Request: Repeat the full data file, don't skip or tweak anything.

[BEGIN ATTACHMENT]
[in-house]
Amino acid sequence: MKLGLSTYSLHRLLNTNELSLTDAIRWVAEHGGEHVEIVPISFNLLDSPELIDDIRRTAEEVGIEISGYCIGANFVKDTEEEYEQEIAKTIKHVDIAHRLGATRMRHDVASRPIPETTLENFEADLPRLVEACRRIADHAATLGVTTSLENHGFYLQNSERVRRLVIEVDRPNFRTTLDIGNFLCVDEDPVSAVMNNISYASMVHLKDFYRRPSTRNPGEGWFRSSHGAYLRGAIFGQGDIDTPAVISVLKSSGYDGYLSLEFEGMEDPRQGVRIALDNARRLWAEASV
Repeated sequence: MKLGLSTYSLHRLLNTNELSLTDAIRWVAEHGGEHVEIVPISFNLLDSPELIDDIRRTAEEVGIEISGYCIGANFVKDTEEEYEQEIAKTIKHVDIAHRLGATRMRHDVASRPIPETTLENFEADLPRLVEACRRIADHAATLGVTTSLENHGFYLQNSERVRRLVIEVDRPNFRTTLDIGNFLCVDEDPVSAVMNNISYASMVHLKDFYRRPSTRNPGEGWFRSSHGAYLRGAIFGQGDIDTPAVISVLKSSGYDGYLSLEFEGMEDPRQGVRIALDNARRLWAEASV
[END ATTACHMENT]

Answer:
[in-house]
Amino acid sequence: MKLGLSTYSLHRLLNTNELSLTDAIRWVAEHGGEHVEIVPISFNLLDSPELIDDIRRTAEEVGIEISGYCIGANFVKDTEEEYEQEIAKTIKHVDIAHRLGATRMRHDVASRPIPETTLENFEADLPRLVEACRRIADHAATLGVTTSLENHGFYLQNSERVRRLVIEVDRPNFRTTLDIGNFLCVDEDPVSAVMNNISYASMVHLKDFYRRPSTRNPGEGWFRSSHGAYLRGAIFGQGDIDTPAVISVLKSSGYDGYLSLEFEGMEDPRQGVRIALDNARRLWAEASV
Repeated sequence: MKLGLSTYSLHRLLNTNELSLTDAIRWVAEHGGEHVEIVPISFNLLDSPELIDDIRRTAEEVGIEISGYCIGANFVKDTEEEYEQEIAKTIKHVDIAHRLGATRMRHDVASRPIPETTLENFEADLPRLVEACRRIADHAATLGVTTSLENHGFYLQNSERVRRLVIEVDRPNFRTTLDIGNFLCVDEDPVSAVMNNISYASMVHLKDFYRRPSTRNPGEGWFRSSHGAYLRGAIFGQGDIDTPAVISVLKSSGYDGYLSLEFEGMEDPRQGVRIALDNARRLWAEASV